17 April 2023

Australia's biggest dish celebrates 50 years of tracking space missions

| James Coleman
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The Canberra Deep Space Communication Complex at night showing the Milky Way.

The Canberra Deep Space Communication Complex is playing a big role in NASA’s Perseverance rover mission to Mars. Photo: Alex Cherney / CSIRO.

The largest steerable radio antenna in the Southern Hemisphere turned 50 this week.

The Deep Space Station 43 is by far the biggest of the dishes at the Canberra Deep Space Communication Complex (CDSCC) near Tidbinbilla, measuring 73 metres high and 70 metres wide, and weighing seven million kilograms.

It was opened by then Prime Minister Gough Whitlam on 13 April, 1973, to usher in a new age of space exploration for Australia and the world.

“The … antenna will be known as ‘Ballima’, Aboriginal for ‘very far away’, which we believe to be symbolic of both its location in this country and its role in deep space tracking,” Deputy Prime Minister Lance Barnard said at the time.

“This antenna has entailed a great deal of hard work, planning and skill.”

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The CDSCC is the result of a partnership between the Commonwealth Scientific and Industrial Research Organisation (CSIRO) and National Aeronautical and Space Agency (NASA).

It’s one of three Deep Space Network stations around the world, tasked with providing continuous, two-way radio contact with spacecraft exploring our Solar System and beyond. The others are near Madrid in Spain and in Goldstone, California.

After deciding against Woomera in South Australia, CSIRO and NASA settled on a site in the Tidbinbilla Valley – a handy 35 kilometres from a growing city but remote enough for radio interference to not be an issue.

Canberra Deep Space Communication Complex

The Canberra Deep Space Communication Complex. Photo: CSIRO.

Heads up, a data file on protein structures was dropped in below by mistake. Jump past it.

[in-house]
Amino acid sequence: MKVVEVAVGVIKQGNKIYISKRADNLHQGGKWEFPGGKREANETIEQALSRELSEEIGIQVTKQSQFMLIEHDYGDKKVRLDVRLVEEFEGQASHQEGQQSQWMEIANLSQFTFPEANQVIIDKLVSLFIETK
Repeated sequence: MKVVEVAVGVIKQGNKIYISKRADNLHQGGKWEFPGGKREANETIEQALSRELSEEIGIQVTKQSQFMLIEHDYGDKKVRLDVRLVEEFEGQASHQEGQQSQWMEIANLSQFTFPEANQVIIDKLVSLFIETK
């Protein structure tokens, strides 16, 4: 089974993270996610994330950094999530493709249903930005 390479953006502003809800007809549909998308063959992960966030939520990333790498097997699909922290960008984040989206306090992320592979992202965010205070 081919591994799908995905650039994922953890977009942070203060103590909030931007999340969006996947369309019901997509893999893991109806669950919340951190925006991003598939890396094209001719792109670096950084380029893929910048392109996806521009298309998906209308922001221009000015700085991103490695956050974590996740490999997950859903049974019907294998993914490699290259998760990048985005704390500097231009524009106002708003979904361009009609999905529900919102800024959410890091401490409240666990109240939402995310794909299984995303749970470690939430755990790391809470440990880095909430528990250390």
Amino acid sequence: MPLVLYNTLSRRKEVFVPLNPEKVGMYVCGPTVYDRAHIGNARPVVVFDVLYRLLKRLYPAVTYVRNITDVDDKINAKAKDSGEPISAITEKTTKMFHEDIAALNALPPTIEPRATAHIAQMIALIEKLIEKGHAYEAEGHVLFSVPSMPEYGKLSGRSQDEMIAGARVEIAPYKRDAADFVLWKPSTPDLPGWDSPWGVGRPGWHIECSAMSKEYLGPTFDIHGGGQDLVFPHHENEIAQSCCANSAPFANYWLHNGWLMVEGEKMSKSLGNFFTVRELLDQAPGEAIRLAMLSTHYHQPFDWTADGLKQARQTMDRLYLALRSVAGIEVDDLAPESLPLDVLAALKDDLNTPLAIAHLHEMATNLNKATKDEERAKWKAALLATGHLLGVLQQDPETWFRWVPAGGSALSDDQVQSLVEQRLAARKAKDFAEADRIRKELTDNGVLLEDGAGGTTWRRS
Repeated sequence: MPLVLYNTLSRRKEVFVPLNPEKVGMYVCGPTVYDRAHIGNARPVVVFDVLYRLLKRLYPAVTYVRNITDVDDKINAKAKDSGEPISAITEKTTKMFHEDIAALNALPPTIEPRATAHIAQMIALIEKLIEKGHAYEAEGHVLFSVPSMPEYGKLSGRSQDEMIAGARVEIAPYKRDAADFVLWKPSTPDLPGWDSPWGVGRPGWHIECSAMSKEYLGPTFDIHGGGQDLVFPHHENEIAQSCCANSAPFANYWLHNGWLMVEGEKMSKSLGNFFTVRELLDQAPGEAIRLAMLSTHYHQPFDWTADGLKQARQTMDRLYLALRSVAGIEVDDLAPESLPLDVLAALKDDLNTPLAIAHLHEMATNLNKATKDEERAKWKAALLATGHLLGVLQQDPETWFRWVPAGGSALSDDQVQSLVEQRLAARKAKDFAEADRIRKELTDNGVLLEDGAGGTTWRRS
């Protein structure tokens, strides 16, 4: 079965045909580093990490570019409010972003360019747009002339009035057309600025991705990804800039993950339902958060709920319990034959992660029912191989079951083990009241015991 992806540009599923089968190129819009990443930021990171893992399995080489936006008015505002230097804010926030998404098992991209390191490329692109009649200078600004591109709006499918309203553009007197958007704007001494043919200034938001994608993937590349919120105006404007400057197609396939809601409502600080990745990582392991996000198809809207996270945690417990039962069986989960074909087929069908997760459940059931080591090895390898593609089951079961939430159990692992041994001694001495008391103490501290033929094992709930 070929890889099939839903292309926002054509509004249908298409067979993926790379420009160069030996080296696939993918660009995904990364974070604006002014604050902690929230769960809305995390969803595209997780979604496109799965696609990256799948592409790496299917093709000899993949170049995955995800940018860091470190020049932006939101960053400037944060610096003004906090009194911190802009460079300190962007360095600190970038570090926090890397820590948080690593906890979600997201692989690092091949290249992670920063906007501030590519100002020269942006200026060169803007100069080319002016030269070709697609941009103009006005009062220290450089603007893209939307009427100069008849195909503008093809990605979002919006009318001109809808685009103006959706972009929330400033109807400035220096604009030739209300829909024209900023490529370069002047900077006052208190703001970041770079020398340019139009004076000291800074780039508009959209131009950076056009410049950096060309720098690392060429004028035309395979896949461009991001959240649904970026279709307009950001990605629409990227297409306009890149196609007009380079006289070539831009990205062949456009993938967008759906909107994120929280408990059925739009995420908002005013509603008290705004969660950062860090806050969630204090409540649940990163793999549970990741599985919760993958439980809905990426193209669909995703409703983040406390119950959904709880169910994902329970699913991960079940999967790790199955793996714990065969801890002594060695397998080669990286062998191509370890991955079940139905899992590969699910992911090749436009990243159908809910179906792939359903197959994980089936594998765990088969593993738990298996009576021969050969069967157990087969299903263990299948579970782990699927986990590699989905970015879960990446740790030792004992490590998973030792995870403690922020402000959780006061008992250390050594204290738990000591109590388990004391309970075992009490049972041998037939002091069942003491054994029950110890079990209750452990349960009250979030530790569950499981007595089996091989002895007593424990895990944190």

Construction began in June 1963, with a 26-metre antenna called Deep Space Station 42 as the centrepiece of the complex. Operations commenced that December.

Two years later, a new spaceflight wing was added, designed so the Canberra crew could assist with relaying messages from NASA’s Apollo moon missions to Mission Control in Houston.

By the late 1960s, spacecraft were travelling further and sending back more data so work started on a new antenna, Deep Space Station 43.

It took nearly four years to complete, but the pay-off wasn’t long in coming. ‘Ballima’ helped support communications and tracking for the final mission of NASA’s Apollo lunar program, Apollo 17, several months before Whitlam officially cut the ribbon.

During the 1980s, the Voyager 1 and 2 spacecraft reached the ‘gas giants’ of Jupiter, Saturn, Uranus and Neptune, giving off weaker and weaker signals as it drifted further from Earth. But with a dish six times as sensitive as the original 26-metre one, there was little problem receiving the data and images billions of kilometres away in Canberra.

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But it could always be bigger. And in 1987, Ballima grew to 70 metres in diameter, comfortably making it the largest steerable antenna on this half of the globe, and the only one in the world still able to communicate with the Voyagers as they leave the Solar System behind.

It also played a role in the landing of NASA’s exploration rovers on Mars, including most recently in 2012, when the US-based Mission Control – waiting with bated breath – heard about the successful landing from here first.

Now as NASA prepares to return to the Moon with the Artemis missions, it will help there too.

Deep Space Station 43 antenna

Deep Space Station 43 under construction. Photo: Canberra DSN.

And there’s always the opportunity for Australia’s radio astronomers to use it in their spare time to observe things like the supermassive black hole at the centre of our Milky Way Galaxy.

“Congratulations on your 50th anniversary of operations,” Space Australia founder Rami Mandow tweeted to CDSCC on 13 April, 2023.

“The largest, steerable radio antenna in the southern hemisphere, and still going strong, keeping us connected to robots, spacecraft and humans beyond Earth.”

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Not completely correct. CDSCC is the only station in the world that can communicate with voyager 2, since it has traveled to far south to be observed by NASA’s other deep space communication centers in california and spain. Voyager 1 can be contacted through the other stations as well.
But it is a fantastic place, and they do really cool stuff.

I was there for the opening – seems like yesterday.

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